Communist Party of Vietnam Secretary General Nguyen Phu Trong has been leading a nationwide anti-corruption campaign. Photo: AFP / Vietnam News Agency

As members of the Association of Southeast Asian Nations (ASEAN) grapple with the impact of the Covid-19 pandemic on their economies, they are also having to mitigate a rise in corruption.

On July 1, Indonesia’s Corruption Eradication Commission (KPK) indicted a former Supreme Court judge, dealing a harsh blow to what could be massive systemic corruption at the country’s highest court.

While this move is cause for applause, this apparent victory is tainted by the serious doubts that remain about the KPK’s true ability to fulfill its mission adequately these days. Indeed, a recent report by an activist group revealed that the sybaritic lifestyle of the KPK’s chief, General Firli Bahuri, is not immune from the temptations posed by high office. 

Doubt envelops the KPK

While self-indulgence alone is not evidence of corruption, Firli was appointed in 2019 at a time when evidence existed that he had interfered with corruption investigations. Worse, he was appointed in the wake of controversial amendments to Indonesia’s anti-corruption law in 2019, which graft watchdogs say open the door to “the intervention from the executive and legislative in KPK’s functioning” and “cripple KPK’s functioning as an independent institution.”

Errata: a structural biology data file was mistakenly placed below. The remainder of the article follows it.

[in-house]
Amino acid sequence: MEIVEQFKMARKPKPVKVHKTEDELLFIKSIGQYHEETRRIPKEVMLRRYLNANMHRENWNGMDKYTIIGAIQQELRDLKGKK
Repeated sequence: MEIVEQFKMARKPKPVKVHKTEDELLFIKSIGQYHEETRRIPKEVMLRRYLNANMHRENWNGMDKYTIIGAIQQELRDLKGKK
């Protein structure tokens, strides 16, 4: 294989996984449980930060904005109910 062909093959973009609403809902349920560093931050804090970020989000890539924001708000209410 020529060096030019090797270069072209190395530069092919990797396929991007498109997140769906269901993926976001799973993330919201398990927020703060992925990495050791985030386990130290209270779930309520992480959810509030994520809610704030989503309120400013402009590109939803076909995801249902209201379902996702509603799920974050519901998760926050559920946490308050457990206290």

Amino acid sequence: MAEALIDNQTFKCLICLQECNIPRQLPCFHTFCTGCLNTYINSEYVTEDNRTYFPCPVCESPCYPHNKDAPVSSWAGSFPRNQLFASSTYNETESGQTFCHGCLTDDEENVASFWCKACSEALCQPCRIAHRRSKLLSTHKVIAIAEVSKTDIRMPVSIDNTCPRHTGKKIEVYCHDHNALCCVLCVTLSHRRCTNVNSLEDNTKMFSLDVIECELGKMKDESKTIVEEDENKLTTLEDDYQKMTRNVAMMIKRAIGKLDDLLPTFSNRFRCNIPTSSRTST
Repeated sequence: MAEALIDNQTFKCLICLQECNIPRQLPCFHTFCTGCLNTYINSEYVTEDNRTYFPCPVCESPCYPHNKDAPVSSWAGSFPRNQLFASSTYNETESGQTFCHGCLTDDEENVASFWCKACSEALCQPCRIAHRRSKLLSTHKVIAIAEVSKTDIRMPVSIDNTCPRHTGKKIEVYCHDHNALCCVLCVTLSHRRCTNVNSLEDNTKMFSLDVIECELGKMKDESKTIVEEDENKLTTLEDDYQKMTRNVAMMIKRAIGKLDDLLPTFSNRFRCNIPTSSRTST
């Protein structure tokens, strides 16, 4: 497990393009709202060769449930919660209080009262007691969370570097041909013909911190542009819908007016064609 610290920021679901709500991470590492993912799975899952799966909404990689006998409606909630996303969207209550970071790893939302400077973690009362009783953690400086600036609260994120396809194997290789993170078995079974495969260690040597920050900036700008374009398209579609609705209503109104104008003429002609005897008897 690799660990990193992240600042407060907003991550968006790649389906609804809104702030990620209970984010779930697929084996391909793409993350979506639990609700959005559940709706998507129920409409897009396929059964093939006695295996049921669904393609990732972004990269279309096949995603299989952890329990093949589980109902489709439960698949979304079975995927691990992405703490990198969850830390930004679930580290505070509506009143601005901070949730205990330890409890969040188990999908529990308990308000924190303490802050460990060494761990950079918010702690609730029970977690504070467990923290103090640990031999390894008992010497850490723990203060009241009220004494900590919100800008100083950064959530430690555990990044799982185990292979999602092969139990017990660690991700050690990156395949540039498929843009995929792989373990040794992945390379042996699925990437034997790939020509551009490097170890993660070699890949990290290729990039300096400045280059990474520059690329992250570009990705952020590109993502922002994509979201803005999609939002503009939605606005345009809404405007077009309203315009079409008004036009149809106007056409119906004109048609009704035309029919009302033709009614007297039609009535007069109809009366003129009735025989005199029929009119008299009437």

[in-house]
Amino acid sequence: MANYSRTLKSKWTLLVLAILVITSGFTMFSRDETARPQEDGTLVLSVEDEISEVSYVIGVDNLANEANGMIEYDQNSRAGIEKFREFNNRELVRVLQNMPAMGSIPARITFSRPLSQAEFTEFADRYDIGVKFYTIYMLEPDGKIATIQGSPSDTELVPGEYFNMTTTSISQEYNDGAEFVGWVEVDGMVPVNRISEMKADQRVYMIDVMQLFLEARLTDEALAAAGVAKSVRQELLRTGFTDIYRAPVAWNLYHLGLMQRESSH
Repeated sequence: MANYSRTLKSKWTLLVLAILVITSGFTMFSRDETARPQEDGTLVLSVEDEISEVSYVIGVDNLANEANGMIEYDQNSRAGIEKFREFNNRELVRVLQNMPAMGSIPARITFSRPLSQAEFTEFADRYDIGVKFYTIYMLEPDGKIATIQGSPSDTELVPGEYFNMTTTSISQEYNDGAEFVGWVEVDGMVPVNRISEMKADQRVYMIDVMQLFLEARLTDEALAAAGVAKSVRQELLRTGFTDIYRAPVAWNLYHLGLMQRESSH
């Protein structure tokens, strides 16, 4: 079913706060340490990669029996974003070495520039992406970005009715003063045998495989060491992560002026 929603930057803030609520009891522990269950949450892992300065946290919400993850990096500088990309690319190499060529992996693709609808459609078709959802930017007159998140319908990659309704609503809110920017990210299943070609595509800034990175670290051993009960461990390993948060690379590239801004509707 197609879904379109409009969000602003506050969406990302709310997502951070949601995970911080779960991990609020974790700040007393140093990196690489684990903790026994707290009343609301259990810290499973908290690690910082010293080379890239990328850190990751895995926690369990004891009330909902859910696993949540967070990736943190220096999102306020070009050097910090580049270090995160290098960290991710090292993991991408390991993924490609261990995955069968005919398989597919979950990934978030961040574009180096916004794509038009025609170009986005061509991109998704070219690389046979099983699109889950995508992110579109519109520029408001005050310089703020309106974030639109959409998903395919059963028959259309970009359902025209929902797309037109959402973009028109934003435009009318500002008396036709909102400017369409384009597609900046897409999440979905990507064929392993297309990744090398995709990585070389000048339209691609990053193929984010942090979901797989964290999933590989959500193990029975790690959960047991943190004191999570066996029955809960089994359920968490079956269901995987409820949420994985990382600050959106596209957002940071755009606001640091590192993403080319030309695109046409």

“The Indonesian legislative reform is, in the opinion of many, a step backwards in the fight against corruption. In the first half of 2020, the KPK is now facing a backlog in its performance and questions about its commitment to transparency and accountability,” Brook Horowitz, chief executive of IBLF Global, a UK-based non-governmental organization promoting responsible business practices, argued in a recent mail.